Second coming of coronavirus to kill 120,000 people in UK, twice as many as current one, British scientists warn
The death toll from a second wave of Covid-19 could reach 120,000 in the UK, twice as many as the current outbreak has claimed so far, a group of 37 scientists from the British Academy of Medical Sciences warns.
The second wave might hit in winter, during a “normal” flu season, said the group which comprises experts in infectious diseases, public health, statistics, meteorology and primary care.
The virus reproduction rate has now lowered down to 0.8 but is expected to skyrocket up to 1.7 in September, reaching its peak in January and lasting until June.
Winters usually see a sharp increase in diseases such as asthma, heart attacks and chronic obstructive pulmonary diseases, even in the absence of coronavirus. With the Covid-19 second wave, Britain’s ailing healthcare system – the NHS – might collapse under their combined burden, the experts warn.Also on rt.com £1k bounties for care homes to take Covid patients show BoJo can’t dodge blame for UK’s death toll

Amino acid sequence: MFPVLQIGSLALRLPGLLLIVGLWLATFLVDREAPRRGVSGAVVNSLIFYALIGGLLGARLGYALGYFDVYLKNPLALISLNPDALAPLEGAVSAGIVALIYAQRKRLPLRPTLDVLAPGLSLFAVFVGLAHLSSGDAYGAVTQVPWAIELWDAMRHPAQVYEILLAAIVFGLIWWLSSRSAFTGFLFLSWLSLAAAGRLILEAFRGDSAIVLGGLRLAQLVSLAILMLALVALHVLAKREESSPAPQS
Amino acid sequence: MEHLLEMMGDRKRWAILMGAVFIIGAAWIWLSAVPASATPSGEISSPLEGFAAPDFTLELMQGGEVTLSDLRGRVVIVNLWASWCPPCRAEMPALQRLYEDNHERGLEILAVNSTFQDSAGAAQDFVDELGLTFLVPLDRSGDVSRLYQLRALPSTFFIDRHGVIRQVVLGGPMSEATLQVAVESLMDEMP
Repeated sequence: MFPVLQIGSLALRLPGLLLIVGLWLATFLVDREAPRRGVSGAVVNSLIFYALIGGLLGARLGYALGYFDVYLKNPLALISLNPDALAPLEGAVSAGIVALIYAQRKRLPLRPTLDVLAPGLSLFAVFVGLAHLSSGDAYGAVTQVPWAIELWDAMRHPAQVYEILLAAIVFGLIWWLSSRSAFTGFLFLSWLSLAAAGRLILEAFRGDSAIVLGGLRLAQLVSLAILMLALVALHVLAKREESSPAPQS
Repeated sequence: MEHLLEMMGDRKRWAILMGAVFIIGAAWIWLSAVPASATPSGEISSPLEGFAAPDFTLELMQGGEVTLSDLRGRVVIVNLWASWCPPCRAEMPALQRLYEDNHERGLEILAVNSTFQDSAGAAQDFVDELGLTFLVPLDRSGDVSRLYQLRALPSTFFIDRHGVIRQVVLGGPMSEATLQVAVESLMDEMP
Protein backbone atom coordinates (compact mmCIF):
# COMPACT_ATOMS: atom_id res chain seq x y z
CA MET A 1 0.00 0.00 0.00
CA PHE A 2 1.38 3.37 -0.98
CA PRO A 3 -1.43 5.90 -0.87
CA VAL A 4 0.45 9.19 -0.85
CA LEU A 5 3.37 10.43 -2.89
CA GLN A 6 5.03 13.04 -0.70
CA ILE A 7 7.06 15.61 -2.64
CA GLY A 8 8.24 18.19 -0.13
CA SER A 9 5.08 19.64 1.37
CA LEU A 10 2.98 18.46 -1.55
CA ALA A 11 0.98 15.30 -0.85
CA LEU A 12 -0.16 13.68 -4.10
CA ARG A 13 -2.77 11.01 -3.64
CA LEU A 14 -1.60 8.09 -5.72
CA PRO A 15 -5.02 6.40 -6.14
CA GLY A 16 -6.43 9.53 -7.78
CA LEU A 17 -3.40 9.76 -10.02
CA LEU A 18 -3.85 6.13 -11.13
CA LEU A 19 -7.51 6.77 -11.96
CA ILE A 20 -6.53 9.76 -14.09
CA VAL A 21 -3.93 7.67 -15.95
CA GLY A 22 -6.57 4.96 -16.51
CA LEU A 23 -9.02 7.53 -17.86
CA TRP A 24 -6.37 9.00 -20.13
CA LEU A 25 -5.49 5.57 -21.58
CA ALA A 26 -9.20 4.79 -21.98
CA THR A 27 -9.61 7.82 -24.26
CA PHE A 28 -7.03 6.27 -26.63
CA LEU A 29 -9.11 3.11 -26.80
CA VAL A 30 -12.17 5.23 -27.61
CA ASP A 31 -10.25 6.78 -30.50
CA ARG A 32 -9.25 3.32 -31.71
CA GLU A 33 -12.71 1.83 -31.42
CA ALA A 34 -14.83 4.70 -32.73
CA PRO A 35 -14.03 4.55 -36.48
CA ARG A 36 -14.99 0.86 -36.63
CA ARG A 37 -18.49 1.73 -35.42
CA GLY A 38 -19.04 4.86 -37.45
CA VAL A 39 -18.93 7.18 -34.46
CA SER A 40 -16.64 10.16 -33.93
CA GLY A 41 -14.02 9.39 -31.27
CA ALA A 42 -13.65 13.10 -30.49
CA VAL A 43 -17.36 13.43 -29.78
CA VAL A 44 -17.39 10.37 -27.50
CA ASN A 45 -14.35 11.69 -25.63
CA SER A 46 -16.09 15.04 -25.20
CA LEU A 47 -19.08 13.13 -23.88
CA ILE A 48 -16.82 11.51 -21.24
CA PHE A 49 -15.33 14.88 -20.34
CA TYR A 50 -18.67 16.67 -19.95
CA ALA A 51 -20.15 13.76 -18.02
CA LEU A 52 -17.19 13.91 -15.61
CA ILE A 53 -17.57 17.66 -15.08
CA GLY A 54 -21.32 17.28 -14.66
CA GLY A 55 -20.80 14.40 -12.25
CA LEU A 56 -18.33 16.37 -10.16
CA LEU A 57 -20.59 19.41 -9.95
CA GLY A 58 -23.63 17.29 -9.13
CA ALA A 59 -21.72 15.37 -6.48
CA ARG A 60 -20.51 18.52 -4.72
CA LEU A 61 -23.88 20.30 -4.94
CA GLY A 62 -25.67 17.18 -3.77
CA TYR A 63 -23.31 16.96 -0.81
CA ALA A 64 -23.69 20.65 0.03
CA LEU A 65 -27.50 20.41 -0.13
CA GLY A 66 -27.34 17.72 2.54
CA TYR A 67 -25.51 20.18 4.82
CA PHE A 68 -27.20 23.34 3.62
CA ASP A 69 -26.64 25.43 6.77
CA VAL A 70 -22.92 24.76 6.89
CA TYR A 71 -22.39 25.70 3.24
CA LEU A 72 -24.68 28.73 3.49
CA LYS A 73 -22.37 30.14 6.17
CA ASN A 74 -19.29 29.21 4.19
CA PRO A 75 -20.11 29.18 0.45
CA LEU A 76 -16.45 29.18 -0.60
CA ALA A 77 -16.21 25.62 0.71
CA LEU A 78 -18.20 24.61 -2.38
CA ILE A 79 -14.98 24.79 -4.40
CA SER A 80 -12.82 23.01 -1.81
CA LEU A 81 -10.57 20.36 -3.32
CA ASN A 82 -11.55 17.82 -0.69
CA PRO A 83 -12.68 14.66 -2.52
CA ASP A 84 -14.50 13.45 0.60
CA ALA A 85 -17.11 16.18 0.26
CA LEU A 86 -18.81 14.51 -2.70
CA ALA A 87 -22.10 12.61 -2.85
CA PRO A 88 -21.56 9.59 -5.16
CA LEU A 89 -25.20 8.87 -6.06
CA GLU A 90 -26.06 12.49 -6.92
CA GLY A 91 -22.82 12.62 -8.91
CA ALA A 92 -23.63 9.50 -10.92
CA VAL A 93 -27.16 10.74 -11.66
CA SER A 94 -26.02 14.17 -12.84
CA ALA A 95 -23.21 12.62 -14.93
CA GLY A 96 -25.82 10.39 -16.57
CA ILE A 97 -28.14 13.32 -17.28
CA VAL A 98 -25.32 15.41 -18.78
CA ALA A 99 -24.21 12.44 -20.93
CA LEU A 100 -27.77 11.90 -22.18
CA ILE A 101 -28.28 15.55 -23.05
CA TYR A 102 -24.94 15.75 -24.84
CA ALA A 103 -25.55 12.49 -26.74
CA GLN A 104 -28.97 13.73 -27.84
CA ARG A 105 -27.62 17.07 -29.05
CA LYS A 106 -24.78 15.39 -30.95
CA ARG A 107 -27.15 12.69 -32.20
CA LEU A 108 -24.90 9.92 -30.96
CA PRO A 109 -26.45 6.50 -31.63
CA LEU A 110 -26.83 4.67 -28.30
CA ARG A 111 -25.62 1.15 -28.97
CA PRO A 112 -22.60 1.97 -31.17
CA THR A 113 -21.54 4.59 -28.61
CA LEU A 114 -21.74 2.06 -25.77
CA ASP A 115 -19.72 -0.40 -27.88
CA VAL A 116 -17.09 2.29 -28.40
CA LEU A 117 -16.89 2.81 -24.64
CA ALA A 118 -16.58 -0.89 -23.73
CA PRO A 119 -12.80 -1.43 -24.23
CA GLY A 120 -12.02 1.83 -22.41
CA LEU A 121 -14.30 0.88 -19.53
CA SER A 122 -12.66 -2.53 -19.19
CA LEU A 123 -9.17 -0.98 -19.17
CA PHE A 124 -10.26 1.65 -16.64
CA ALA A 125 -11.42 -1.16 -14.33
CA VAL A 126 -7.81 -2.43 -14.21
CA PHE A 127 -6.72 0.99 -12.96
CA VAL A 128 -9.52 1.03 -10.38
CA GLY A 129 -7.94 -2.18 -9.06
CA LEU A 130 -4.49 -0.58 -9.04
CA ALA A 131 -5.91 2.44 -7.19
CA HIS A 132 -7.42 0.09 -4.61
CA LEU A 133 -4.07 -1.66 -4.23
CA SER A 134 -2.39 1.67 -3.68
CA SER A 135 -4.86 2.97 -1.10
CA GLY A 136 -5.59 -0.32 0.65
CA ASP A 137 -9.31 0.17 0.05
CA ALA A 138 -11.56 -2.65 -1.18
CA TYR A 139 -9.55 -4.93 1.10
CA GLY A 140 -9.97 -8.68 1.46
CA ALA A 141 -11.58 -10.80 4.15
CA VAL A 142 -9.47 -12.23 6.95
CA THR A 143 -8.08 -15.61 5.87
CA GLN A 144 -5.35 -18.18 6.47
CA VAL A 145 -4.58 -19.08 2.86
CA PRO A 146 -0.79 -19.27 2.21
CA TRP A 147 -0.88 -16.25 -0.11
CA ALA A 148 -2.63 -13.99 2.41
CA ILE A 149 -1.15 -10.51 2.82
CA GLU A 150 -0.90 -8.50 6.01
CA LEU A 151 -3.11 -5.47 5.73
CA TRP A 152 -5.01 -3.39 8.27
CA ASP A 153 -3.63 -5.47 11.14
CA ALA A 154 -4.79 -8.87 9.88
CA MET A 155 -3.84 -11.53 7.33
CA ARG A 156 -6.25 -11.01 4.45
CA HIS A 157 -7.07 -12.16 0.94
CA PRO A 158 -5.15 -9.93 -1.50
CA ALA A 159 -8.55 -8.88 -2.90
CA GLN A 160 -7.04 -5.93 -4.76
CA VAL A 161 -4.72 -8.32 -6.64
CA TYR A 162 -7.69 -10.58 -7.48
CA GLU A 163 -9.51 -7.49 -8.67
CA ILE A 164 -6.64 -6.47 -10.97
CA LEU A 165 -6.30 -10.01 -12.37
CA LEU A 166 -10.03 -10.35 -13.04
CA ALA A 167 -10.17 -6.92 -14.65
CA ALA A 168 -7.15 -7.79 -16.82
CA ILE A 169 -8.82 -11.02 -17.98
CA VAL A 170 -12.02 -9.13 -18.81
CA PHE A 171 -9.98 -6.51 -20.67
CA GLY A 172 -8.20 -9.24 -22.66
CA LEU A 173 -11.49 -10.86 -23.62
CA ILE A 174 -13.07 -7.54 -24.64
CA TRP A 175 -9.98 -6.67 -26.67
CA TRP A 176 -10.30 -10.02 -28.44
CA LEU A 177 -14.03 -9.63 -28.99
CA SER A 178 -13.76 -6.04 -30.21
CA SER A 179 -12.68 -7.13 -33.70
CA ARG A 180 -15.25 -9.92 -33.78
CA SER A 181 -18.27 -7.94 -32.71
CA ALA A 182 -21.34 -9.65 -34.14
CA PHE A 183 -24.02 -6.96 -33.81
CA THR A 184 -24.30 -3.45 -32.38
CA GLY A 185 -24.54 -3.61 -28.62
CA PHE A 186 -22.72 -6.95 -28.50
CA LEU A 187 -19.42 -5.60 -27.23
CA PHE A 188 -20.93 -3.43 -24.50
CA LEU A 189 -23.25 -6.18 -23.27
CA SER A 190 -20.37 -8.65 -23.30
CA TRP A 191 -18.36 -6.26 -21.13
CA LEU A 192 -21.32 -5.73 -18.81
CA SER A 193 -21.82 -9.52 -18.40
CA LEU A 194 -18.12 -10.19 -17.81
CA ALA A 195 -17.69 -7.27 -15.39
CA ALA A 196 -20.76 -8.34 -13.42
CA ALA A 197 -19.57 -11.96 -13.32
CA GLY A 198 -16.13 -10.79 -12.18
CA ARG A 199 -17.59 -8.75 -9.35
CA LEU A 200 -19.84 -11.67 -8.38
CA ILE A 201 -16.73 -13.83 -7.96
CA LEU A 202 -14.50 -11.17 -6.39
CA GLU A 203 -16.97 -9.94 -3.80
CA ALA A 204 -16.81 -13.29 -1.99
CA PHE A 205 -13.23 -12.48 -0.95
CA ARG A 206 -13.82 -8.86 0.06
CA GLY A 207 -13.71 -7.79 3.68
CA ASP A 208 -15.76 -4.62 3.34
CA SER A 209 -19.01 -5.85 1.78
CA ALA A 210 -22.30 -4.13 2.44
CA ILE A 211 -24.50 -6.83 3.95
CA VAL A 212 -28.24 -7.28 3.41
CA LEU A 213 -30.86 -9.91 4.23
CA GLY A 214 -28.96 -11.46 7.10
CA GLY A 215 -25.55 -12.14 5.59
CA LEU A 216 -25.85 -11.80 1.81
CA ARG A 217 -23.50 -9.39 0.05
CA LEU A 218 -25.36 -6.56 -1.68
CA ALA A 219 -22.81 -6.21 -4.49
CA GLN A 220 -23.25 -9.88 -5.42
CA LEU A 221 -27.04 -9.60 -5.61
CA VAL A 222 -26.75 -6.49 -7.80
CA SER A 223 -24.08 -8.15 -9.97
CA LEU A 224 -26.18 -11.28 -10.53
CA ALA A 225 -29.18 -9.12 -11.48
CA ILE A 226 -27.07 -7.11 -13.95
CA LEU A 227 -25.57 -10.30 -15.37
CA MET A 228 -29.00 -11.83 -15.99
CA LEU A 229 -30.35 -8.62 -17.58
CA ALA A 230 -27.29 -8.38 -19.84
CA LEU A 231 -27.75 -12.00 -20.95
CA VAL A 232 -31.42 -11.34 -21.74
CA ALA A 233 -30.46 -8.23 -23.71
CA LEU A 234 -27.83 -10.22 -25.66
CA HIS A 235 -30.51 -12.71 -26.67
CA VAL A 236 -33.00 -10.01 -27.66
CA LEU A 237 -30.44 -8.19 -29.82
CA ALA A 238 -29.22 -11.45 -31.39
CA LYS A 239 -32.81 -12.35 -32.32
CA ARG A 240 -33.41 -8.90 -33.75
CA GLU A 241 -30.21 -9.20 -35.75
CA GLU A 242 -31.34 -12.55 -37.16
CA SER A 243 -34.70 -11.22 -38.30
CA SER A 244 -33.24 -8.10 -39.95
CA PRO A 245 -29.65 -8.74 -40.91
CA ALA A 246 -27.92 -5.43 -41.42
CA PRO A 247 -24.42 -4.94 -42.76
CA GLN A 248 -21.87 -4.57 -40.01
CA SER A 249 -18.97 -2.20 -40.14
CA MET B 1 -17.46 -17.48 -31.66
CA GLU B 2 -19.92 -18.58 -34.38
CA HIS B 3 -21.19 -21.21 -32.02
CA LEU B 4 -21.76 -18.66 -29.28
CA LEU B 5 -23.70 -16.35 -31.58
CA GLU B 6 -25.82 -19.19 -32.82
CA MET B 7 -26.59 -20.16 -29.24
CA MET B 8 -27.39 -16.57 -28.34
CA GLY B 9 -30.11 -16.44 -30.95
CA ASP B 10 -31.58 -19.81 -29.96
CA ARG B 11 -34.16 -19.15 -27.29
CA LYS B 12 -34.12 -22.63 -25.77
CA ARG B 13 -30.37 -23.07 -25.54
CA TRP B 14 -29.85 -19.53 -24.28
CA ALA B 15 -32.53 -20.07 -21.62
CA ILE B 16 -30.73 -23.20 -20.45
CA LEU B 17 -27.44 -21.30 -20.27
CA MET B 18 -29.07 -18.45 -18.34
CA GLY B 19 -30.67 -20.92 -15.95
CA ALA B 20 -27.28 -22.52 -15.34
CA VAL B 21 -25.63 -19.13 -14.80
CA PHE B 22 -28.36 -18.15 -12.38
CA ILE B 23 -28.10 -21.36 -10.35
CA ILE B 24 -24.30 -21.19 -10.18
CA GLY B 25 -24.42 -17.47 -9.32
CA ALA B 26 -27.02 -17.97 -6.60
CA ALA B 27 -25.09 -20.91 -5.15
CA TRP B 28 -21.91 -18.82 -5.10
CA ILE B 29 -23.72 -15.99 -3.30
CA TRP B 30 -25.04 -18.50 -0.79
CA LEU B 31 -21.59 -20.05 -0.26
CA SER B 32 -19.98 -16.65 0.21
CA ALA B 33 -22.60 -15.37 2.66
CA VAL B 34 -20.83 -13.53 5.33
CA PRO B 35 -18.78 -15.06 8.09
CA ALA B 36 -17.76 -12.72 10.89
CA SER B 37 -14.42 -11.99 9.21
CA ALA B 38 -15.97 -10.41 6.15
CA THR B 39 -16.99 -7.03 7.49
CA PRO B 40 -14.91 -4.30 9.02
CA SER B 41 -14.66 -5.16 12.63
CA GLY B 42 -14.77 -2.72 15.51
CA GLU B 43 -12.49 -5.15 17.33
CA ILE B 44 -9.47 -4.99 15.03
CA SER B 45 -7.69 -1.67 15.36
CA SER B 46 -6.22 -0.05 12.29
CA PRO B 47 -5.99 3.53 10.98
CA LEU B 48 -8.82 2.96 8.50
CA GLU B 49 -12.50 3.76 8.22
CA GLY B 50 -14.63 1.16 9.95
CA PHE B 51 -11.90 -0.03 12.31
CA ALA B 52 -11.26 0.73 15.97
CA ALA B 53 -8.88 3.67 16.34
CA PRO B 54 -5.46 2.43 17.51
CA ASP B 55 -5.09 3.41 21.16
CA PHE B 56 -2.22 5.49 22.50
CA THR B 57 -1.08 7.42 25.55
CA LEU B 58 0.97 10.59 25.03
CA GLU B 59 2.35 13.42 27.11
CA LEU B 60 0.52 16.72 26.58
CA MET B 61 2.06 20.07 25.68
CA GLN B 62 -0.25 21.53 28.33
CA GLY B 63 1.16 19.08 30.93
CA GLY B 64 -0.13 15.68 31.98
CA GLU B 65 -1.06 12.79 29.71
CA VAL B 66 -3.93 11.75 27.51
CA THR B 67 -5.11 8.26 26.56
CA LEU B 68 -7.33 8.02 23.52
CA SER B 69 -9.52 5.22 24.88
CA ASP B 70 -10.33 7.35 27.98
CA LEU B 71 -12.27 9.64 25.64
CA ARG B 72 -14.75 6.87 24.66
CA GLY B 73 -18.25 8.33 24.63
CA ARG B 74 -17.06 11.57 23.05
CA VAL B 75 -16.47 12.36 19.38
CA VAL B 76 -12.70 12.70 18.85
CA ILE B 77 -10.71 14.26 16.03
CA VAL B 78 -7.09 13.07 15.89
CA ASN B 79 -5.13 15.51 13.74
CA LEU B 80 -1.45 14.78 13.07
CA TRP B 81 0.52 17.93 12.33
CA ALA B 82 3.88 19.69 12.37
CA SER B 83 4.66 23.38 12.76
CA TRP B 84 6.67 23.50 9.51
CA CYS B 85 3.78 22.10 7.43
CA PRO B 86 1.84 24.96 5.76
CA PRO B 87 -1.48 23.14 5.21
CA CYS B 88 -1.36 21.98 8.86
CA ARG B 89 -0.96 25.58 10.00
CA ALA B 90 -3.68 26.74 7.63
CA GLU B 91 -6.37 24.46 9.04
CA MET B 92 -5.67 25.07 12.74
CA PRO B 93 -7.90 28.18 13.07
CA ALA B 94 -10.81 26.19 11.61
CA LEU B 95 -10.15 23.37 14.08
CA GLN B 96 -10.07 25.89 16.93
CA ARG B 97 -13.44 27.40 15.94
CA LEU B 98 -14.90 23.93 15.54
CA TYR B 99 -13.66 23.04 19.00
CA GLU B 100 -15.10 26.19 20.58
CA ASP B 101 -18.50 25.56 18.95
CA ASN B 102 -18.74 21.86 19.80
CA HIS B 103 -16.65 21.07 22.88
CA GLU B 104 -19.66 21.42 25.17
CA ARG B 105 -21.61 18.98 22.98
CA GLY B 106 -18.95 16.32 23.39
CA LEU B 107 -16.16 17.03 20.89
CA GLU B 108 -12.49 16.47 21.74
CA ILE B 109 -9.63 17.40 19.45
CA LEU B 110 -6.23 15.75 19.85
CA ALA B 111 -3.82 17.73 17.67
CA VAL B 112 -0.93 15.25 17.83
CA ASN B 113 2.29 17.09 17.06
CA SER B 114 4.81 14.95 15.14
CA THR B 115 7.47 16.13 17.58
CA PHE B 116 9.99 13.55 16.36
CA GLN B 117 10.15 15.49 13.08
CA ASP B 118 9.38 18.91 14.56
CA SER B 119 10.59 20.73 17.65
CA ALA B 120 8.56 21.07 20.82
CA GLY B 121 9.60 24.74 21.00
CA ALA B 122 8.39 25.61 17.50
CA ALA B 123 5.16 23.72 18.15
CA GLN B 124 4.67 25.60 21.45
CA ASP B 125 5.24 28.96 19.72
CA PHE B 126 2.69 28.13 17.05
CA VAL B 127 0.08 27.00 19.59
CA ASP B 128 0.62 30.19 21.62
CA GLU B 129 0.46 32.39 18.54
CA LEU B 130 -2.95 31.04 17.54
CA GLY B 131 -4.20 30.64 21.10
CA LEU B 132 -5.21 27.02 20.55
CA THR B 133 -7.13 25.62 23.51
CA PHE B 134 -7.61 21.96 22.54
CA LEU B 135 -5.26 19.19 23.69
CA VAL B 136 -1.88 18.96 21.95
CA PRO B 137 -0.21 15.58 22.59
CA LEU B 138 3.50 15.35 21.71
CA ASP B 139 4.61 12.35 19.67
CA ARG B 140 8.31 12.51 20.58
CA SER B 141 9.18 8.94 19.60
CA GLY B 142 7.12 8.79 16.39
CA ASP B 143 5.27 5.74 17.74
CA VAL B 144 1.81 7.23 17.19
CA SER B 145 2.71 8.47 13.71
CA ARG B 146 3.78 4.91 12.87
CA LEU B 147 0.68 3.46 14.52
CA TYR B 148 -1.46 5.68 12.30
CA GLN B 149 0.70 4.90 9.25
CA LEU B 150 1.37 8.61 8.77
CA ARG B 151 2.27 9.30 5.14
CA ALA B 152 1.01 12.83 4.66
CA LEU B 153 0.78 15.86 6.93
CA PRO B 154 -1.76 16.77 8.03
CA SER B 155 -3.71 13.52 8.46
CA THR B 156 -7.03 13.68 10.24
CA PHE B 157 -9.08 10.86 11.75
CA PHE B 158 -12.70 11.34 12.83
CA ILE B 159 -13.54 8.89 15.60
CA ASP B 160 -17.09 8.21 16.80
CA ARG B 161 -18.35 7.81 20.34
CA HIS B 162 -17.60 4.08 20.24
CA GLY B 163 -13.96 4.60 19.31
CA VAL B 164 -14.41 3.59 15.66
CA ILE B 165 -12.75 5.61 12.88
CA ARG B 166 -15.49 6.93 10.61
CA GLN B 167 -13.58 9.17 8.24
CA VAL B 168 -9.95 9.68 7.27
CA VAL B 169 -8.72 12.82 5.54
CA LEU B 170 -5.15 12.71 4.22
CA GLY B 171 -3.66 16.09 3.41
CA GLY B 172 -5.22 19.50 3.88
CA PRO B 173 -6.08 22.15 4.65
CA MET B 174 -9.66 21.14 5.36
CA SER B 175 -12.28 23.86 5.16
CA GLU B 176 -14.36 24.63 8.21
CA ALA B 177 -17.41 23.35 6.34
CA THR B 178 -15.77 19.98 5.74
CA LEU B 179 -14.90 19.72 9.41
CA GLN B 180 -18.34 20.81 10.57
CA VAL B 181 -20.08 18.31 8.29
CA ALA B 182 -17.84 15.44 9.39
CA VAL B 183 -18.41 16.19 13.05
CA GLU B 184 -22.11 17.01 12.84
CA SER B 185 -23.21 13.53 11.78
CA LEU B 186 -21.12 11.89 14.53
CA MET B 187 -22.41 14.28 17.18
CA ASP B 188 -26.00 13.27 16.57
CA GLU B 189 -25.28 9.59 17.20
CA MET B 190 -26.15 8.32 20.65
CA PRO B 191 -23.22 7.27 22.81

The scientists offered no new remedy to stop the coronavirus spread apart from already implemented ones, such as social distancing, wearing face masks and lockdowns.
The UK government is starting to tighten up anti-coronavirus measures again. Masks have already been made compulsory on public transport in England since mid-June. Starting July 24, a refusal to wear a mask in England’s supermarkets will be subject to hefty fines (£100).
Meanwhile, in Scotland the use of face coverings in shops has been mandatory since July 10. Shoppers in Wales and Northern Ireland are not currently required to wear them. However, in Wales the coverings will be mandatory on public transport from July 27.Also on rt.com ‘Absolutely absurd’: London Met Police slam UK govt’s Covid-19 face mask plans as ‘impossible’ to enforce
The UK has the highest mortality rate in the world (67.54 on 100,000), followed by the US, according to Johns Hopkins University. As of Monday, there have been more than 290,000 confirmed cases of coronavirus in the UK and 44,915 people have died, the figures show.
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